Agent Hunter is not, as I first thought, some new software program to help find spyware on your laptop. Rather, it is a useful way of finding the literary agent who will assist you in showing your beautiful mind to (hopefully) an admiring audience.
Launched in March 2013, Agent Hunter is an online database of UK literary agents, agencies and publishers. More to the point, it has a selection of online search tools that reduce the time needed to develop a shortlist of preferred agencies from days to hours.
The Agent Hunter database is claimed to be comprehensive register of all those involved in UK publishing, one which is regularly updated and fact-checked. Laura Wilkins of Writers’ Workshop, which runs the site, comments, “We haven’t just scoured every publicly available source for information on literary agents, agencies and publishers, we’ve approached every agent too – and the response has been really positive.”
Along with contact details, the database includes advice from individual agents as well as information on their personal tastes, together with links to twitter feeds and relevant online articles about or by them. All of which helps when you come to make that all-important first approach.
Of course, the real test for usefulness of such a site is how easy it is to refine the data to get your preferred shortlist. Here Agent Hunter seems to do pretty well. You can narrow your search for an agent by genre, by how many years of experience, how keen they are to recruit new writers, and who they represent already. You can choose to search for a smaller agency (more personal attention) or larger (more clout). And you can save the resulting shortlist in your own account.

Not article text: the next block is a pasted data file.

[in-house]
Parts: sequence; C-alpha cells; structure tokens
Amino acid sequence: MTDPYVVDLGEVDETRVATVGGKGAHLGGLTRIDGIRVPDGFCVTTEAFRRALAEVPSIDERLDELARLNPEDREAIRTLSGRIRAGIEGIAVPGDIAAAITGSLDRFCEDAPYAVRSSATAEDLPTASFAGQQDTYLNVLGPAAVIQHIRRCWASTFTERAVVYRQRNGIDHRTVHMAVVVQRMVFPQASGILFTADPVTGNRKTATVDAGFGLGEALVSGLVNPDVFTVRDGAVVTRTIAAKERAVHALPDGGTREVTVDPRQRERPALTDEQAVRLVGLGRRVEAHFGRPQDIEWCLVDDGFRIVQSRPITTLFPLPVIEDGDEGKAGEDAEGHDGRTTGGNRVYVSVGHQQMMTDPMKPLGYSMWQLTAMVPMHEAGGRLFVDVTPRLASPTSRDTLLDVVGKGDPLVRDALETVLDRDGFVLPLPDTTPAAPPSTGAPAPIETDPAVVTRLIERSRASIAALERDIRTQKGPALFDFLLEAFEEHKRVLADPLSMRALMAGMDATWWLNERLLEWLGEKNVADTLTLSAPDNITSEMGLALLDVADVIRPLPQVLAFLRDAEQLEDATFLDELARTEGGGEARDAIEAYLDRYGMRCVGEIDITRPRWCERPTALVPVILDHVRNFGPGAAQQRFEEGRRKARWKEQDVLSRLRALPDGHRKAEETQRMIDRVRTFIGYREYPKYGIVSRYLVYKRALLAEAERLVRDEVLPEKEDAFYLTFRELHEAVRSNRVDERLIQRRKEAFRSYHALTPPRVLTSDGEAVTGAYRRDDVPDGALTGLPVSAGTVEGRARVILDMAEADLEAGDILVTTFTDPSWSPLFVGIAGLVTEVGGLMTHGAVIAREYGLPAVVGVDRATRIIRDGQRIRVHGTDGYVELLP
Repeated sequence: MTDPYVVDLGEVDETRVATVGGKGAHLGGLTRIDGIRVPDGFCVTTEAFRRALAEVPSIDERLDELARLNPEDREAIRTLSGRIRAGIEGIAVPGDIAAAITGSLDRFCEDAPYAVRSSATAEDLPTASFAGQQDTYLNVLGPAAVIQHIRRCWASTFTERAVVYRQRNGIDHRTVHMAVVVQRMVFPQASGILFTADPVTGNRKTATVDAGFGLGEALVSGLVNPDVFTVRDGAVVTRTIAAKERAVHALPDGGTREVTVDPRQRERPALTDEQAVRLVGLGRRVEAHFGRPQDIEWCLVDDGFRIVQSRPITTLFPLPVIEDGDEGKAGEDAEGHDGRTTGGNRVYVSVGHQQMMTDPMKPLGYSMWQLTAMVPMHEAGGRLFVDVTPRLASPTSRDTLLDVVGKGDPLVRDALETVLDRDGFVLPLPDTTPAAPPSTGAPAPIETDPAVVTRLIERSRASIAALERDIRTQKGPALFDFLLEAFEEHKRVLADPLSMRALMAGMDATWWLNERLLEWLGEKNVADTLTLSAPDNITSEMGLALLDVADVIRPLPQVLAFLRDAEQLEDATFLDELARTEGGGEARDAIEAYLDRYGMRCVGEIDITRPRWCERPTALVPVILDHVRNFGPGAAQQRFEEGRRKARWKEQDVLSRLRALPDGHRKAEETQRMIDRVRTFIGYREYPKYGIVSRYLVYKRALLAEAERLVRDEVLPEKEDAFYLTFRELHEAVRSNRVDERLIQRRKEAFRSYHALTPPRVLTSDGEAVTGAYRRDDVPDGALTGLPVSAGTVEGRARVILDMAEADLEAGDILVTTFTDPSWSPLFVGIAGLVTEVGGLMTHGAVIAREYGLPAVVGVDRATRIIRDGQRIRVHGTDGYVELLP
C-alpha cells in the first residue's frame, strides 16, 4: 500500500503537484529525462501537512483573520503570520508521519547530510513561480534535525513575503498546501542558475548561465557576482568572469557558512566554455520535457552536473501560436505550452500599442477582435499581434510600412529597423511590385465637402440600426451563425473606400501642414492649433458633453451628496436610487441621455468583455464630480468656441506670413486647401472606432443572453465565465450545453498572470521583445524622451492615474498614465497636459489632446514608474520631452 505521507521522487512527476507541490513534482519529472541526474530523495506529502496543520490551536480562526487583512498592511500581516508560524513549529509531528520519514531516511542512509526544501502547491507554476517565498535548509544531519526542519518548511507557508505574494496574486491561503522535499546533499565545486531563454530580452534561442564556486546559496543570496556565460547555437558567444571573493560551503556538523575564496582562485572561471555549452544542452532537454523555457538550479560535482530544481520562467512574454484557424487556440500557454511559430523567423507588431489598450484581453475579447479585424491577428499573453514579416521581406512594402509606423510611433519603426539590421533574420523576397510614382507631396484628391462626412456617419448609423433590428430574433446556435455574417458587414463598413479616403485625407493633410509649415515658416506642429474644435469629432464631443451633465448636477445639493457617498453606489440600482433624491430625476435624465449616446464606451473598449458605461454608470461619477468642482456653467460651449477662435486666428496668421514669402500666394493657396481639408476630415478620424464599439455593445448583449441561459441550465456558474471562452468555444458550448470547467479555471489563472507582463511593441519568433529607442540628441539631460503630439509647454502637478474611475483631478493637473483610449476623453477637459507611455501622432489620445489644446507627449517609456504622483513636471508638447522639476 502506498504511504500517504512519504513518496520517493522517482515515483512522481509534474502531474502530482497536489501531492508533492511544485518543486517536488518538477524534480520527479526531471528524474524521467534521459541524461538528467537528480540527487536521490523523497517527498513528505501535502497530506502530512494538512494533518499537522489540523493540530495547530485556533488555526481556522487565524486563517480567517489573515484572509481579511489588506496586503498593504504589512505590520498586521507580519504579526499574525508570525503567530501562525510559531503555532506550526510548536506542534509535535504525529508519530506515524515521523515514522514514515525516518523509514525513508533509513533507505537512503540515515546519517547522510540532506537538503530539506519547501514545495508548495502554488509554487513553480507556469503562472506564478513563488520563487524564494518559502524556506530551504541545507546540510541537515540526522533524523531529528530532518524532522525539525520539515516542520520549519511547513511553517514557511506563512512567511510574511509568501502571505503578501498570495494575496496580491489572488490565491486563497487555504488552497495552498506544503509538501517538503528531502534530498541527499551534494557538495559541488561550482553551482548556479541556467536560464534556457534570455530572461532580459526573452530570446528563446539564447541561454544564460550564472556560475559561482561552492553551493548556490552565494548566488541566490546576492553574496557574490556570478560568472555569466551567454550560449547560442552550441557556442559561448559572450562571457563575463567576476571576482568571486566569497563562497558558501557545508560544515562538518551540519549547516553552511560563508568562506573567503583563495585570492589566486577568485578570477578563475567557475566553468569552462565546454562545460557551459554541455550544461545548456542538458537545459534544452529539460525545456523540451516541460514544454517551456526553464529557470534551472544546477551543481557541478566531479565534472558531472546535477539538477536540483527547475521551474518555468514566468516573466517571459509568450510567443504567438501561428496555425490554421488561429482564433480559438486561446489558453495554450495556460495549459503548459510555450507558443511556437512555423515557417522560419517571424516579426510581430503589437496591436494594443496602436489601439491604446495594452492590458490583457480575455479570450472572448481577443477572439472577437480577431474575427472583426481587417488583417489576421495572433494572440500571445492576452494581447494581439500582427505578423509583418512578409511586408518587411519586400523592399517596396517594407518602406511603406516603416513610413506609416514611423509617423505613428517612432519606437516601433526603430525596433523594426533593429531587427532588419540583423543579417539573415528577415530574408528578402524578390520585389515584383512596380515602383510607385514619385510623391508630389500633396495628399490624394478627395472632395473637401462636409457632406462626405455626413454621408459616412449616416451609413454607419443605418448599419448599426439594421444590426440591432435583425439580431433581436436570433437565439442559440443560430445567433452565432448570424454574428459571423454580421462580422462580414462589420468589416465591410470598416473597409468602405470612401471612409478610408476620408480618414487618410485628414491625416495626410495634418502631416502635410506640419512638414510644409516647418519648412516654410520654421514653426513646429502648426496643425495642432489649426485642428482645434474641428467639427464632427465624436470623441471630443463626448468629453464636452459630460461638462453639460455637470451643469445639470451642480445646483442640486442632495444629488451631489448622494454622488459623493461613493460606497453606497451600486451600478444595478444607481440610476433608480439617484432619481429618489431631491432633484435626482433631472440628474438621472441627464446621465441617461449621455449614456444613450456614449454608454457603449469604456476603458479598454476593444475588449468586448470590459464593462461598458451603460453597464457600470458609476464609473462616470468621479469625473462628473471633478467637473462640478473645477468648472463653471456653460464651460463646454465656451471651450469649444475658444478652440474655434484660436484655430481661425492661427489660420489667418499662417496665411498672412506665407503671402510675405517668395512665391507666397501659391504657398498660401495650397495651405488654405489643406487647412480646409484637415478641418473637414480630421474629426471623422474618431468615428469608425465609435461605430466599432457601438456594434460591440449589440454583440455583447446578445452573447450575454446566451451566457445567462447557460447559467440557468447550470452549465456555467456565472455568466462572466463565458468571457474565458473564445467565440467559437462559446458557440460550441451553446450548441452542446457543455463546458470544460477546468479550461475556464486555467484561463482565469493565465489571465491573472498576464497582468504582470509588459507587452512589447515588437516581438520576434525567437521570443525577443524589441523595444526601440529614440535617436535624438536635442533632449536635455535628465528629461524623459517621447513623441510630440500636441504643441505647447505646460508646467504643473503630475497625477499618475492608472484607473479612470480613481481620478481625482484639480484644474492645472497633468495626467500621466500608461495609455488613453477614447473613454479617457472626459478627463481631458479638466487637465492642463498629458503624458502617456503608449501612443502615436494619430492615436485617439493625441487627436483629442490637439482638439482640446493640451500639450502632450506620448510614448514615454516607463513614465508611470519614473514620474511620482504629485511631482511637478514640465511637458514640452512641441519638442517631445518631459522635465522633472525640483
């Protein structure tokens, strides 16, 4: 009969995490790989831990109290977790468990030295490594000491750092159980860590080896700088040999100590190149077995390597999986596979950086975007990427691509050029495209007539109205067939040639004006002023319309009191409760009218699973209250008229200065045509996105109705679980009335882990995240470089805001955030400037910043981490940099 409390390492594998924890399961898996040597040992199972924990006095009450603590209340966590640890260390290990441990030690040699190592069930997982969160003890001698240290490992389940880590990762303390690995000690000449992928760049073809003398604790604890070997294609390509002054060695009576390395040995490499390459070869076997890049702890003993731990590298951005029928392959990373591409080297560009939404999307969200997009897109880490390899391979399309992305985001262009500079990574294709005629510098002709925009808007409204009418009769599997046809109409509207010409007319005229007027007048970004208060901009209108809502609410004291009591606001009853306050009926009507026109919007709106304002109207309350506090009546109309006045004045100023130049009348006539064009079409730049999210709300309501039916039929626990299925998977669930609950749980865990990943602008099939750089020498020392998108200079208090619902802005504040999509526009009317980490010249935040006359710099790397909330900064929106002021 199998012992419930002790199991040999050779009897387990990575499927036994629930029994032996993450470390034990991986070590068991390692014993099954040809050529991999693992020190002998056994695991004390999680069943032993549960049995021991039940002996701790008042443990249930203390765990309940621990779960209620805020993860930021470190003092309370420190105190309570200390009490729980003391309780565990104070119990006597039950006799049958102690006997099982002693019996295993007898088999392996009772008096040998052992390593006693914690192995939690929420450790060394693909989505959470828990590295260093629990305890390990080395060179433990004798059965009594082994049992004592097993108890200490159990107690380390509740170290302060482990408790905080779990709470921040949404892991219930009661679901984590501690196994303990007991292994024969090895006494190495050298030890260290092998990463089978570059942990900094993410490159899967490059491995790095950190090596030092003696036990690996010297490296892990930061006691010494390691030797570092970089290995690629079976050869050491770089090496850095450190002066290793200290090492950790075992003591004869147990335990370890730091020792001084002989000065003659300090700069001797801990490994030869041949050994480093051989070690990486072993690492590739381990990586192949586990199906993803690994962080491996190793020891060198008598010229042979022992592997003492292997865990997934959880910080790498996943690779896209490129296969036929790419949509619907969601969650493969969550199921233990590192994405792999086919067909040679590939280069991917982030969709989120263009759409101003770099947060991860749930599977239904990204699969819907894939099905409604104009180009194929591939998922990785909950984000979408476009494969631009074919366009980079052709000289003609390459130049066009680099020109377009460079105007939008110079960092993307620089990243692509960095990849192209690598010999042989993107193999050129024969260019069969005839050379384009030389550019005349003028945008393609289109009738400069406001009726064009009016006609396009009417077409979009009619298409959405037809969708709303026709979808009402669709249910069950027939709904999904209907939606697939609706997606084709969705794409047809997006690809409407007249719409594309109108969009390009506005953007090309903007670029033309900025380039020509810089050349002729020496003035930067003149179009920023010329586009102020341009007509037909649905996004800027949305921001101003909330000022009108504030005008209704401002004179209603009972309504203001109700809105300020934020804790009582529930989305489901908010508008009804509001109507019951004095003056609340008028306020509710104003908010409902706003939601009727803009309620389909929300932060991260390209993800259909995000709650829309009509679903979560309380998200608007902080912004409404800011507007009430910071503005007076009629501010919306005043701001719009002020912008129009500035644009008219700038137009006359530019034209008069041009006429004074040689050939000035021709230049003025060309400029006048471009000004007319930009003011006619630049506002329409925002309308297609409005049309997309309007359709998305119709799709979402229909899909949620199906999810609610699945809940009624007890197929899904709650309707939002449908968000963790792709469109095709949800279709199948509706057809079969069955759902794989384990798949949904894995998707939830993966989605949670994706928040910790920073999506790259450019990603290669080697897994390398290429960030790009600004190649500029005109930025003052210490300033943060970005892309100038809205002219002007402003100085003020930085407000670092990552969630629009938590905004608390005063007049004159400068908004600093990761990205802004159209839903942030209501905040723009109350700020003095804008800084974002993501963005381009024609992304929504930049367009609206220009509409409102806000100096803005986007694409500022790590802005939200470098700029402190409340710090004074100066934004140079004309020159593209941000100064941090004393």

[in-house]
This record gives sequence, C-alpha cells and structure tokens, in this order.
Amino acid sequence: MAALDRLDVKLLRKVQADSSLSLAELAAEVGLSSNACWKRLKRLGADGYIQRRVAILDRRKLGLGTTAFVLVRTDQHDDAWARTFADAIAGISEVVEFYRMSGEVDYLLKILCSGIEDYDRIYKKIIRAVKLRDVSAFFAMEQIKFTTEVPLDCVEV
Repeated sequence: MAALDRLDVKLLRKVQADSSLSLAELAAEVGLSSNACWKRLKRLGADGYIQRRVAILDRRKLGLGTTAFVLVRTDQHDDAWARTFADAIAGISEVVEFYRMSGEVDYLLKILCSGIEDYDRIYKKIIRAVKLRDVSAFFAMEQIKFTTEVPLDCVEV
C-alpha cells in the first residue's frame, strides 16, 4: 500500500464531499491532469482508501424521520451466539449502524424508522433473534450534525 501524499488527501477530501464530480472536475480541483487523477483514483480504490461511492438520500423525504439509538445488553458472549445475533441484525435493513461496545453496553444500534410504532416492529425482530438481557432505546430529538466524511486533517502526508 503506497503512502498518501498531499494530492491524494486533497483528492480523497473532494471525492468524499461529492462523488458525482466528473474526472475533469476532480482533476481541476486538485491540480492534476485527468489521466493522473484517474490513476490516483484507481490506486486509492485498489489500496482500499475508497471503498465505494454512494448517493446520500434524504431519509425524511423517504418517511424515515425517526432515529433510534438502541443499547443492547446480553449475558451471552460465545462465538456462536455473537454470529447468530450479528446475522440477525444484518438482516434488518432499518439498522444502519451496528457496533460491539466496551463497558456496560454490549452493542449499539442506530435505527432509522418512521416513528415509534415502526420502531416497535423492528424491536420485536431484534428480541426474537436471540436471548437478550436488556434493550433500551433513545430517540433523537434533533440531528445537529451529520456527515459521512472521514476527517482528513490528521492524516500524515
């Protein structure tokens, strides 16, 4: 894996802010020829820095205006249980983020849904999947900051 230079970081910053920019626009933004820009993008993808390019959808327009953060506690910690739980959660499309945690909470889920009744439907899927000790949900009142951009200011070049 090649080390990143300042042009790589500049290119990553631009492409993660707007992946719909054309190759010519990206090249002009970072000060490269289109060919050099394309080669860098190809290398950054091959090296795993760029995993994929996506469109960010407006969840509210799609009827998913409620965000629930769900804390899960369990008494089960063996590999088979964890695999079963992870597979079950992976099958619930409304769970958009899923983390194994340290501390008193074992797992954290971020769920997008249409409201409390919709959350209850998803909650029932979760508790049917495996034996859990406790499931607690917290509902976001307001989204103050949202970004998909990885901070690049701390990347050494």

Agent Hunter also gives useful advice on the kind of cover letter recommended when approaching an agent (including a template letter), and the synopsis of your manuscript that you need to attach. Another enhancement I liked is the link to the Writers Workshop blog, which gives more information on matters such as how to get published, how to write a book proposal, what agents do (and if you need one), literary agents for new authors, and more.
All in all, the site seems to be a very useful service that brings the power of online search to the task of wading through pages and pages of agent listings. It promises to be a boon, especially to aspiring authors.
The cost of the service seems very reasonable at £12 a year, and even then a ‘Try before you buy’ option enables you to browse the site to see how it works (without accessing real data) for free.
Of course, you still have to write that best-selling novel first …
Agent Hunter comes from The Writers Workshop, who also run the annual Festival of Writing http://www.writersworkshop.co.uk/Festival-of-Writing-2013.html. They can be contacted on 0845 459 9560 or firstname.lastname@example.org